Gender inequality and rural women’s health in post-COVID-19 Nigeria: towards inclusive and sustainable rural women’s health in Nigeria
The COVID-19 pandemic and efforts to control it have threatened livelihoods, introduced new workplace risks and made unstable work relationships even more precarious, especially for women.Read more
The COVID-19 pandemic and efforts to control it have threatened livelihoods, introduced new workplace risks and made unstable work relationships even more precarious, especially for women. This project will examine the context-specific challenges that impact women’s lives before, during and after the COVID-19 pandemic using traditional data collection techniques, life histories and photovoice sources. This information will be used to generate robust policy-relevant evidence to promote the integration of innovative strategies on gender equality and women’s access to essential health services into gender-transformative policies on COVID-19 response and recovery. The research will be carried out in Nigeria’s Edo and Delta States.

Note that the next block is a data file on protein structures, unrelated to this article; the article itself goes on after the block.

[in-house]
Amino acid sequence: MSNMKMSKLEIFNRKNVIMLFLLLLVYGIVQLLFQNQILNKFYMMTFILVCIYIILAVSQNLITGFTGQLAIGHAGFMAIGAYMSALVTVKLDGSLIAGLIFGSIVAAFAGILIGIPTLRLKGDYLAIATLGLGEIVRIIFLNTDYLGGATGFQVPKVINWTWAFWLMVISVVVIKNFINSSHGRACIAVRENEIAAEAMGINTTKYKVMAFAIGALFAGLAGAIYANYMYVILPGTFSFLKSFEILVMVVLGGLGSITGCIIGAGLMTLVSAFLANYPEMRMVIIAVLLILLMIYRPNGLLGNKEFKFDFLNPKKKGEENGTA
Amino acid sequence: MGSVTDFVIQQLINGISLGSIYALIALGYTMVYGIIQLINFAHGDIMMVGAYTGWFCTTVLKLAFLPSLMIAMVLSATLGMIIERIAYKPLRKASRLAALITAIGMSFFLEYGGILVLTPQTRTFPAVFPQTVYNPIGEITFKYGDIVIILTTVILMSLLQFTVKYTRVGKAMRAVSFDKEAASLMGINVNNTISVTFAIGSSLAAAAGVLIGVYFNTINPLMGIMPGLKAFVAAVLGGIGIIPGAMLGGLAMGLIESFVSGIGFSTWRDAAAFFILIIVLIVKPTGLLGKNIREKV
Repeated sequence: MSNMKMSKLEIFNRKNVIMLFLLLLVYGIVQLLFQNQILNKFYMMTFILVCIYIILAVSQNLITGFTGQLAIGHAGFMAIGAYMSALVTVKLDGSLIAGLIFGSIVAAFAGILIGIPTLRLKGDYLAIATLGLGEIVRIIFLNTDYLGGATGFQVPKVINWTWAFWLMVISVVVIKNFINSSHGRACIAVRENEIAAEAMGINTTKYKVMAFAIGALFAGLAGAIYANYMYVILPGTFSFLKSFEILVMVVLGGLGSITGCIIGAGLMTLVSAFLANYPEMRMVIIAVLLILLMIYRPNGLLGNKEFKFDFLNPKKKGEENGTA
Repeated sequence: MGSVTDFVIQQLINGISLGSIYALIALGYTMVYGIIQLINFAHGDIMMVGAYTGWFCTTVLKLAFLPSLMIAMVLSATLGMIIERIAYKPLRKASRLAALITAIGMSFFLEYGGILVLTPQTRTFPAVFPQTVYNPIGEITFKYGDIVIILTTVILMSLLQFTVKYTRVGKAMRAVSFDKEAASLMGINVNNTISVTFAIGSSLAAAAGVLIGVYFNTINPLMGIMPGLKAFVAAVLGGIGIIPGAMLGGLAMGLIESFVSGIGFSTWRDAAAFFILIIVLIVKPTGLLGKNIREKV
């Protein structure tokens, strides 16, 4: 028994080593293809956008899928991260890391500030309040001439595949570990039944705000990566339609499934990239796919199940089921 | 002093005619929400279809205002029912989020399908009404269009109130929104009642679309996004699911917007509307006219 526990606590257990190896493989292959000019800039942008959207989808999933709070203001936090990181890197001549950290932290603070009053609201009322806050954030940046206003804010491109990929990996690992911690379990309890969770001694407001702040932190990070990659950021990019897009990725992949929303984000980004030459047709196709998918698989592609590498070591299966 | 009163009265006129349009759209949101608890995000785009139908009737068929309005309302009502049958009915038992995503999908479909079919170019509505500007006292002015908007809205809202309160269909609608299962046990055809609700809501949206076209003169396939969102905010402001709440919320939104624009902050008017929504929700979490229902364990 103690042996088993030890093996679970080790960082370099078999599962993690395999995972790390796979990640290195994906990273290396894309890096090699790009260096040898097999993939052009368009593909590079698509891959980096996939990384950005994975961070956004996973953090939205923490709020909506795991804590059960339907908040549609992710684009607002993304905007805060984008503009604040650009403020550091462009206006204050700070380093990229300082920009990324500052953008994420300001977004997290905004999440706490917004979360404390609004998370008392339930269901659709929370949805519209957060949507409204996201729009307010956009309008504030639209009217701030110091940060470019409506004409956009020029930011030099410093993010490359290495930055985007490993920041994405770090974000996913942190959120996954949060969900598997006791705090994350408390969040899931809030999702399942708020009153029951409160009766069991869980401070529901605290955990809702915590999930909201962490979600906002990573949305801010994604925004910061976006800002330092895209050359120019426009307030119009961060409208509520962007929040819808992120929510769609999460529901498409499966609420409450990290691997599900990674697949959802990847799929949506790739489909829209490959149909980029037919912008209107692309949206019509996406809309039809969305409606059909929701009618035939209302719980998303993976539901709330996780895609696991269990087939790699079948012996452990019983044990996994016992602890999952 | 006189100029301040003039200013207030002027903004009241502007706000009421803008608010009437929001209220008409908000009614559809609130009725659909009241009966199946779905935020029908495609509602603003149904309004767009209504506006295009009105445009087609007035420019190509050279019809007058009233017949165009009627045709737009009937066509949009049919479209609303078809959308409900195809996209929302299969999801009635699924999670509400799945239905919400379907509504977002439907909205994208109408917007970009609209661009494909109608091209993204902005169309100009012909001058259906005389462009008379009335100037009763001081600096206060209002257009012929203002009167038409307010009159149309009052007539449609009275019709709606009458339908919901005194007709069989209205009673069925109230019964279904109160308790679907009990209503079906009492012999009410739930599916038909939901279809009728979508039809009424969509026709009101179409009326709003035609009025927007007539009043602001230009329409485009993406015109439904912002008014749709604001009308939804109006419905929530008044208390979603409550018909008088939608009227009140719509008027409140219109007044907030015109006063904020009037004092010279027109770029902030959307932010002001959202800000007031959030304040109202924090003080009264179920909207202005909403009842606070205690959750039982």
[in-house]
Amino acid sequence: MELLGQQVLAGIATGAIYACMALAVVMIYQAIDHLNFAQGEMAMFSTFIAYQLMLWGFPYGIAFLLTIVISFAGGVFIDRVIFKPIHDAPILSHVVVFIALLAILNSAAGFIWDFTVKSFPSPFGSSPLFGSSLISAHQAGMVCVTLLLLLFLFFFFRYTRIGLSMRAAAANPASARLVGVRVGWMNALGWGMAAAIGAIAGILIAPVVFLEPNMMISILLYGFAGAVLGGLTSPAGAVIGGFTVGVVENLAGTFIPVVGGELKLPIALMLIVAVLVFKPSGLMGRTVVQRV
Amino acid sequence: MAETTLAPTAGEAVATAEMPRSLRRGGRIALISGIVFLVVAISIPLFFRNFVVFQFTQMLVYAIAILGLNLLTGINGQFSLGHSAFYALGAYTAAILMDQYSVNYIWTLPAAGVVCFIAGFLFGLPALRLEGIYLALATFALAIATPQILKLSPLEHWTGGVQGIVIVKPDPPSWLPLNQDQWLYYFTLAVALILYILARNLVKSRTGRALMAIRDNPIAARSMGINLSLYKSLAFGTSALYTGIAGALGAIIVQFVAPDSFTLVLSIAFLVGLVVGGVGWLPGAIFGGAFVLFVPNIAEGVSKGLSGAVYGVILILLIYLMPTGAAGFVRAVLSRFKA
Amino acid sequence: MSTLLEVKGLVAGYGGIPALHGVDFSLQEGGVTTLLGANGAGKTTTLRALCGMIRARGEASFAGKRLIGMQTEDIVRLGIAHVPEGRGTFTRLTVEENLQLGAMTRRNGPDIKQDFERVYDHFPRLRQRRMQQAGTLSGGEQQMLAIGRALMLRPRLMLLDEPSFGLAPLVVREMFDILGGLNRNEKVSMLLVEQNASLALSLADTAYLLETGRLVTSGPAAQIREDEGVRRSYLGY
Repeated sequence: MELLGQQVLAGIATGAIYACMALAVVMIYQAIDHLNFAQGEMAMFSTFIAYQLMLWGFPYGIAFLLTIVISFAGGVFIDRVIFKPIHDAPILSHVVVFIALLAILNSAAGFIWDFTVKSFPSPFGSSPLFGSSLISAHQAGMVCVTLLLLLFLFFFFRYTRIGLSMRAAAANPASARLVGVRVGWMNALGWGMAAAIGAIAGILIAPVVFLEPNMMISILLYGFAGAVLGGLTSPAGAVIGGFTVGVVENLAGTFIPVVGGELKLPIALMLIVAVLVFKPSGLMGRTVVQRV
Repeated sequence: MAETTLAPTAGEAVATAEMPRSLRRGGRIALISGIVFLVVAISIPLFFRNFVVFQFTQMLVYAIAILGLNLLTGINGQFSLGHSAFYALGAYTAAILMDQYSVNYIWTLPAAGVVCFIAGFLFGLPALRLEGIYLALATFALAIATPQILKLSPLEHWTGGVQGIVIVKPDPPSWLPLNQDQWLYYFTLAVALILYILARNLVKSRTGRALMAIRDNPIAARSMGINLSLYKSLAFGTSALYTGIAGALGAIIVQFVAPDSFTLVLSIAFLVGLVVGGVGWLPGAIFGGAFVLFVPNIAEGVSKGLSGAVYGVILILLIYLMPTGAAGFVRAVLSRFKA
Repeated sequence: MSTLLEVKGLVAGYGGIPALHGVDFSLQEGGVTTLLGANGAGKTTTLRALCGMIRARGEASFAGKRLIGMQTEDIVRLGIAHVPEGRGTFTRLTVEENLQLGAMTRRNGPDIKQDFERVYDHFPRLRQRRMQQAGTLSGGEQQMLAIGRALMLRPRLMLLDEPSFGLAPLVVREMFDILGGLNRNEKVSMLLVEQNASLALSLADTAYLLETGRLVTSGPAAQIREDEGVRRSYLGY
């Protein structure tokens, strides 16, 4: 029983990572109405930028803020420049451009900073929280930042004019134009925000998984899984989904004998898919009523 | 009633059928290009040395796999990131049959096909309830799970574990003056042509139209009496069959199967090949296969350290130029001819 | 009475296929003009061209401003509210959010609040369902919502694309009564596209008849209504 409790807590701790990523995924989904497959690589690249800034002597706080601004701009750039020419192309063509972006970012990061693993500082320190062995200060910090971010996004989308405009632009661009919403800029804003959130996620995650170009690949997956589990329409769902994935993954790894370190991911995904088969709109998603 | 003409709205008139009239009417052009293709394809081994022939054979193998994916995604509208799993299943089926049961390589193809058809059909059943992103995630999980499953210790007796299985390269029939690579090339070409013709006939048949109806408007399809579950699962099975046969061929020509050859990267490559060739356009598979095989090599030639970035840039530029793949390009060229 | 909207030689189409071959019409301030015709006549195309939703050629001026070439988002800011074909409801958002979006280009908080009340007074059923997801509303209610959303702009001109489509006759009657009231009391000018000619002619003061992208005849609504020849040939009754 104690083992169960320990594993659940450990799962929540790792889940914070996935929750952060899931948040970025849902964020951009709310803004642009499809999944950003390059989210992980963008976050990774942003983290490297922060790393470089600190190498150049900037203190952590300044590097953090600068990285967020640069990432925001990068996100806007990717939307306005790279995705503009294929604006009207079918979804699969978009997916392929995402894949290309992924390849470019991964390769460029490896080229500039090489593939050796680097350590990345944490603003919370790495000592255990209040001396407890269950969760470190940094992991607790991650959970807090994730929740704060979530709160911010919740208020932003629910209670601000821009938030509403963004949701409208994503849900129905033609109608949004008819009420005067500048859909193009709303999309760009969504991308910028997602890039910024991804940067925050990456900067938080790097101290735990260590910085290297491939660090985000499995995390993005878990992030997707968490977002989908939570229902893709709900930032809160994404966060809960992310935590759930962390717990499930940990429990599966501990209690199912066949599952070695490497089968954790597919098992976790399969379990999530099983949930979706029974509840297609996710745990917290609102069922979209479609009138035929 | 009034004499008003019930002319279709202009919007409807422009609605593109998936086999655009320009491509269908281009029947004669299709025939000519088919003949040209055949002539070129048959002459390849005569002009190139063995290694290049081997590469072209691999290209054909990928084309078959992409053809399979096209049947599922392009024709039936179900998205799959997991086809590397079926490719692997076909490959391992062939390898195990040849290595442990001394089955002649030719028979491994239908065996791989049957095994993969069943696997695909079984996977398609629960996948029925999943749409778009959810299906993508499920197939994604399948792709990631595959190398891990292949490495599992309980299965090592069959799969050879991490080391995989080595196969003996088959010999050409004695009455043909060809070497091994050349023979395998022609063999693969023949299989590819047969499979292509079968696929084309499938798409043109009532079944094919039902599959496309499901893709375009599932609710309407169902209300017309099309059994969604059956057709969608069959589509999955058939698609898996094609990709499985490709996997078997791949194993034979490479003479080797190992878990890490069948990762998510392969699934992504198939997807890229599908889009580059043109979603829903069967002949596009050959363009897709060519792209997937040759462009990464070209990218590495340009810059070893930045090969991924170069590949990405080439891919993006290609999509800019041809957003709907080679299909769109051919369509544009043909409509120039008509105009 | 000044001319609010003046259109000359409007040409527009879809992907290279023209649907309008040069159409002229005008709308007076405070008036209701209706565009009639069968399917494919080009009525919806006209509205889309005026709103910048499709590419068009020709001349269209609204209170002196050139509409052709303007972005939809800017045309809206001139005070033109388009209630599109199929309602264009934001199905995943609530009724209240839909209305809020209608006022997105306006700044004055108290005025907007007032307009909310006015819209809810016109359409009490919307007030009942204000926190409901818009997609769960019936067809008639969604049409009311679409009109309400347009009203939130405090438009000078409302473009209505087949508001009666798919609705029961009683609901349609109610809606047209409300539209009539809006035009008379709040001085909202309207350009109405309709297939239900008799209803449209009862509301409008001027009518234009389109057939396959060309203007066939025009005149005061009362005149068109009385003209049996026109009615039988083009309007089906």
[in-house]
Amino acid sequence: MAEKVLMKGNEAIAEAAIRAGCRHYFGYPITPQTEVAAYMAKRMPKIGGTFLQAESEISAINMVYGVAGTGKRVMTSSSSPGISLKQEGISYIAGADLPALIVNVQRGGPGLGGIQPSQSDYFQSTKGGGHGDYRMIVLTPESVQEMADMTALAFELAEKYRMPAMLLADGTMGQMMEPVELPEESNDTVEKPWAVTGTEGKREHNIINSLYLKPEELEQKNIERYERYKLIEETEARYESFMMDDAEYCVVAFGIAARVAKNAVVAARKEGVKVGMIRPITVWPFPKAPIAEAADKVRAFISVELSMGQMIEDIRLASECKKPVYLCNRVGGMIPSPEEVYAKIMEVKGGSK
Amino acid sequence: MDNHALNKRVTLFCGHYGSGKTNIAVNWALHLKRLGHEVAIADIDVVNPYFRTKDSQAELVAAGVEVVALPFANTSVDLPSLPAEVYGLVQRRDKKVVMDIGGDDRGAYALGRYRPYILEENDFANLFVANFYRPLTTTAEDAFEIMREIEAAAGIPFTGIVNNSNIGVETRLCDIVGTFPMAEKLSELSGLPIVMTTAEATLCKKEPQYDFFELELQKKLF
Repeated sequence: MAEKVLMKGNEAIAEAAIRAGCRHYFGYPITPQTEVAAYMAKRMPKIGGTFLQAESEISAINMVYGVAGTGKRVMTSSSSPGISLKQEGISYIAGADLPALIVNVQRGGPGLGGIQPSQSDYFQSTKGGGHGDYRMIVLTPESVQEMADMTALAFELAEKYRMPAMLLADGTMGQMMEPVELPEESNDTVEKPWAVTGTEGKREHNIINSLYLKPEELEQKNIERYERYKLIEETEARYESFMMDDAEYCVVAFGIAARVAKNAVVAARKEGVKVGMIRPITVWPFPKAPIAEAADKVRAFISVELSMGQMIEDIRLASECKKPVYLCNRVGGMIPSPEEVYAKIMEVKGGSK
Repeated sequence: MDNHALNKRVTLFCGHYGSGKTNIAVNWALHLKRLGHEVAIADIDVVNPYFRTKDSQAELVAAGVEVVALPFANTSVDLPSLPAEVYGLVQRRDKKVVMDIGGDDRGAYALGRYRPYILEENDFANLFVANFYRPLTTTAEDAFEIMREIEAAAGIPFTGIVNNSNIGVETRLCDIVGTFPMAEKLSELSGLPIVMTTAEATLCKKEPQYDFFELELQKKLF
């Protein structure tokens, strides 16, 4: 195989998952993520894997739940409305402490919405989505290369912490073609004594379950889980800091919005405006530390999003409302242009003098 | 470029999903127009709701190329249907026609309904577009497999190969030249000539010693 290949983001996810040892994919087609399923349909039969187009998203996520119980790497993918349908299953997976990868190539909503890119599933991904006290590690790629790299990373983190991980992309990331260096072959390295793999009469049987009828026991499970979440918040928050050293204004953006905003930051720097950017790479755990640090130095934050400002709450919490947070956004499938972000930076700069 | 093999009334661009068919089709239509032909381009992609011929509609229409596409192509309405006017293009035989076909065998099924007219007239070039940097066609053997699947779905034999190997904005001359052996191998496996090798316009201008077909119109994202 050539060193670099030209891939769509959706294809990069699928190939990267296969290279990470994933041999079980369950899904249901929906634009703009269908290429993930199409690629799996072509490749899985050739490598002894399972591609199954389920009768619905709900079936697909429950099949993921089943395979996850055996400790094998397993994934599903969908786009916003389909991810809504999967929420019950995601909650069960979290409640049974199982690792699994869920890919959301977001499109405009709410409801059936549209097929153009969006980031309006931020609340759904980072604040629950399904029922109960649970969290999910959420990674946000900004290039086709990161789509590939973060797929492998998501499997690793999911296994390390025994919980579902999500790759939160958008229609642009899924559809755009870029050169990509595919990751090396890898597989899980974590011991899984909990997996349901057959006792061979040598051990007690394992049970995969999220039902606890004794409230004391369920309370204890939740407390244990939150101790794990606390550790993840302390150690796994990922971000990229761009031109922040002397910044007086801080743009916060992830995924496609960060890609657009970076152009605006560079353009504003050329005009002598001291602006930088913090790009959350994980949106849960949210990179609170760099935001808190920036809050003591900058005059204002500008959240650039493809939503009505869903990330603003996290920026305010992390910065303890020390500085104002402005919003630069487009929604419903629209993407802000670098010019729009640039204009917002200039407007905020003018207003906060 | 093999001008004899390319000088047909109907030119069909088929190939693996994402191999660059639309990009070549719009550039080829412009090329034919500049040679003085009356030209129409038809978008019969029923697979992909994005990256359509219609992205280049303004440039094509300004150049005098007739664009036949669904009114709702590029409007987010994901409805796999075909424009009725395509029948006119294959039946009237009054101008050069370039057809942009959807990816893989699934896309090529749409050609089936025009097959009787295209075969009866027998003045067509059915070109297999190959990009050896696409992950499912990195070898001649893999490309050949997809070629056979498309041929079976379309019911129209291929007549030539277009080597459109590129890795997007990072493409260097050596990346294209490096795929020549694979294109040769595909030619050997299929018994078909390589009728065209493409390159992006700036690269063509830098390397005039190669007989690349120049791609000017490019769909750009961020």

Among the expected results are new knowledge on women/girls’ lives and status in rural communities and the impact on their access to essential health services before, during and after COVID-19; a tested framework of community-led initiatives to promote rural women’s economic and health empowerment that is ready for scaling up; at least 50,000 women with improved access/use of essential health services; and at least 2,000 policymakers and non-state actors empowered on the integration of gender equality in COVID-19 recovery programs.
This project is funded under Women’s health and economic empowerment for a COVID-19 Recovery that is Inclusive, Sustainable and Equitable (Women RISE), an initiative of IDRC, the Canadian Institutes of Health Research, and the Social Sciences and Humanities Research Council. Its goal is to support global action-oriented, gender-transformative research by teams of researchers from low- and middle-income countries and Canada.